Underground

My phone buzzed in my hand at 2:00 am. It was time to wake my girls up to do our prank. They’d been begging me, all nine of them, to prank one of the boys’ cabins that week. I’d never participated in a camp prank, but I decided, after seeing Patience being thrown into the lake by two of the guy counselors, that a prank was in order.

As I climbed out of my sleeping bag without a sound, I brushed my fractured pointer finger, taped to my uninjured middle finger ti act as a makeshift splint, against the dresser and winced at the slight shot of pain. I had participated in a basketball tournament at the beginning of the week and had caught a pass with my finger, which of course resulted in my present injury.

Suddenly, before I could lightly shake the shoulder of the camper nearest to me, Kelly (previous BaYouCa counselor and present awesome woman of God in the business office) burst in through the door, piercing the darkness of the cabin with a blinding flashlight.

“Everybody wake up! We’re having church at the Outpost in five minutes!”

And then she was gone.

I didn’t ask questions or wonder what was going on, but obediently woke up my girls as gently but as quickly as I could manage at such an early hour of the morning. Thank the Lord all of them cooperated and obeyed even though I’m sure they were all exhausted and annoyed. I tried to hide the fact that I was really enjoying the adventure and mystery of what was going on. I grabbed an extra sweatshirt, strapped on my backpack, and set out, flashlight in hand.

It had stormed earlier in the week, so muddy was the trail leading to the Outpost and slippery was the grass leading to the trail. Monday had brought a torrential downpour and lightning that flirted with the outer walls of the cabins. But as me and my girls (all of whom I had just met only a handful of hours beforehand) sat trapped in our cabin as thunder rolled and lightning struck, we all climbed into our sweatpants and pulled out our junk food, laughing and talking about weird dreams and about our most embarrassing moments. The next day it had stormed terribly as well, trapping everyone in the Tabernacle, the building where chapel was held. As we all sat in the building, we watched “I Am Second: Lecrae,” and pretty soon after listening to the inspiring testimony of the famous Christian rap artist everyone joined in on a spontaneous worship session…it was amazing.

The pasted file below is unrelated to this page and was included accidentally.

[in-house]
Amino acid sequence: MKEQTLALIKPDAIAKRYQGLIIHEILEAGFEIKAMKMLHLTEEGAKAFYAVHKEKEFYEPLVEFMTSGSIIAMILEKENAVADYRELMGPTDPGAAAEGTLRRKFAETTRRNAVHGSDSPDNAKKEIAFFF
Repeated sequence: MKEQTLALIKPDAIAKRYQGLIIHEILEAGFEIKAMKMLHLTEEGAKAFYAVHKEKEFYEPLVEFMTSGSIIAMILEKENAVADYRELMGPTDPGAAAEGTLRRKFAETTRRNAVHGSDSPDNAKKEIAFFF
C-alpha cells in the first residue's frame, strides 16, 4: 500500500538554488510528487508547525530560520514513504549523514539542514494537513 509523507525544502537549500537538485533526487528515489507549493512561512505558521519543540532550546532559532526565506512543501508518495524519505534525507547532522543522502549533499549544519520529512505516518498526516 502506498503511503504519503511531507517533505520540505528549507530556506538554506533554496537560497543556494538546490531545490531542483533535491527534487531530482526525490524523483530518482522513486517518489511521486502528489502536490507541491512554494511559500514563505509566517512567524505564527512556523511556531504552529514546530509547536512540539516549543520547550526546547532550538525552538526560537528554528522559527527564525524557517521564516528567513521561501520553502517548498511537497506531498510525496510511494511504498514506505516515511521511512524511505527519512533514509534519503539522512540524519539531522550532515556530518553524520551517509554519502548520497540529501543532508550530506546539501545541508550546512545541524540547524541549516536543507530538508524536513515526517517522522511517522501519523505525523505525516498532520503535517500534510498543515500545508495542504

Wednesday brought the threat of a storm as well, but God was watching out for His kids. We were participating (the counselors, support staff, and campers) in an event called Gladiator Rugby, which is basically the drastically condensed version of a Spartan Sprint completed while carrying a football and wearing a padded helmet. The counselors were placed throughout the course, holding pool noodles to hit the campers with as they completed the course. At the very end, when our voices were gone and we were already covered in mud and water, we all did a counselor run through. When I’d finished my run through, my legs were scraped and bloody and I had myriad bruises on my arms and stomach. But oh was it worth it šŸ™‚

Thursday afternoon was a banquet, a weird, strange event at camp when everyone gets dressed up and eats food together. I let my city girl out a little bit and wore a VanHussen dress (provided by Rebecca, of course šŸ˜› ) and my heels. Did it feel weird dressing up while being at camp? Oh yes. Did I dislike it? No way šŸ™‚

And now, as I walked through the woods, supplying light for the campers in front of and behind me on the darkened trail, I talked to God, thanking Him for the week and for every one of my girls, for adventure and for challenge, for His giving me time with Him and time to sleep, and for energy to spend throughout the day.